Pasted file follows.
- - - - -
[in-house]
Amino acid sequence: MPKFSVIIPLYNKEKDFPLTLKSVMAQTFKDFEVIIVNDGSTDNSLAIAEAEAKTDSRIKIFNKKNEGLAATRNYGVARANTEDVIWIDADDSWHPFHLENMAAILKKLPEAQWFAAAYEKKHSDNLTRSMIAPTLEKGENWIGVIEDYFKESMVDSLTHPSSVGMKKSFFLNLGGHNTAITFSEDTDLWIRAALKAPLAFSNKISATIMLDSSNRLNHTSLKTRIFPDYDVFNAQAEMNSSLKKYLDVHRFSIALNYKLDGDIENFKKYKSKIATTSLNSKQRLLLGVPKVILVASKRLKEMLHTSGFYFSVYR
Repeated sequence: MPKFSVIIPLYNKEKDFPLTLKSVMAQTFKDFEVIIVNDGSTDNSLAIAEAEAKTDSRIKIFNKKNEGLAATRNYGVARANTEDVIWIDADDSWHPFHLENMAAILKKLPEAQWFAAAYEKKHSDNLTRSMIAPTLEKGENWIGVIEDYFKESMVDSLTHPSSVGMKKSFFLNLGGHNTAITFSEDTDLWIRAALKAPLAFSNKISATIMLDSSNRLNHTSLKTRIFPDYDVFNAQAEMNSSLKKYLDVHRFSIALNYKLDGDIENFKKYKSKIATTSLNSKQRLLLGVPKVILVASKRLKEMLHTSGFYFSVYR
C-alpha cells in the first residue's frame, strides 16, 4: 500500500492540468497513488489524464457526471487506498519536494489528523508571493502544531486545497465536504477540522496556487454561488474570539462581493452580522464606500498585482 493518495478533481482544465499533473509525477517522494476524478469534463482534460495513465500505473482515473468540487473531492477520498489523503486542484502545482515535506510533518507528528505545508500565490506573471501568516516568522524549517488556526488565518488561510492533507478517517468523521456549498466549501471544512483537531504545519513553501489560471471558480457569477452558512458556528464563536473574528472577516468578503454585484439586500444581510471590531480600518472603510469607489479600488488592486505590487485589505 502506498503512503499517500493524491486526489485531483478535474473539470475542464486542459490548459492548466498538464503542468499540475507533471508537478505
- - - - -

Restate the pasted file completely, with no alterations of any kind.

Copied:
[in-house]
Amino acid sequence: MPKFSVIIPLYNKEKDFPLTLKSVMAQTFKDFEVIIVNDGSTDNSLAIAEAEAKTDSRIKIFNKKNEGLAATRNYGVARANTEDVIWIDADDSWHPFHLENMAAILKKLPEAQWFAAAYEKKHSDNLTRSMIAPTLEKGENWIGVIEDYFKESMVDSLTHPSSVGMKKSFFLNLGGHNTAITFSEDTDLWIRAALKAPLAFSNKISATIMLDSSNRLNHTSLKTRIFPDYDVFNAQAEMNSSLKKYLDVHRFSIALNYKLDGDIENFKKYKSKIATTSLNSKQRLLLGVPKVILVASKRLKEMLHTSGFYFSVYR
Repeated sequence: MPKFSVIIPLYNKEKDFPLTLKSVMAQTFKDFEVIIVNDGSTDNSLAIAEAEAKTDSRIKIFNKKNEGLAATRNYGVARANTEDVIWIDADDSWHPFHLENMAAILKKLPEAQWFAAAYEKKHSDNLTRSMIAPTLEKGENWIGVIEDYFKESMVDSLTHPSSVGMKKSFFLNLGGHNTAITFSEDTDLWIRAALKAPLAFSNKISATIMLDSSNRLNHTSLKTRIFPDYDVFNAQAEMNSSLKKYLDVHRFSIALNYKLDGDIENFKKYKSKIATTSLNSKQRLLLGVPKVILVASKRLKEMLHTSGFYFSVYR
C-alpha cells in the first residue's frame, strides 16, 4: 500500500492540468497513488489524464457526471487506498519536494489528523508571493502544531486545497465536504477540522496556487454561488474570539462581493452580522464606500498585482 493518495478533481482544465499533473509525477517522494476524478469534463482534460495513465500505473482515473468540487473531492477520498489523503486542484502545482515535506510533518507528528505545508500565490506573471501568516516568522524549517488556526488565518488561510492533507478517517468523521456549498466549501471544512483537531504545519513553501489560471471558480457569477452558512458556528464563536473574528472577516468578503454585484439586500444581510471590531480600518472603510469607489479600488488592486505590487485589505 502506498503512503499517500493524491486526489485531483478535474473539470475542464486542459490548459492548466498538464503542468499540475507533471508537478505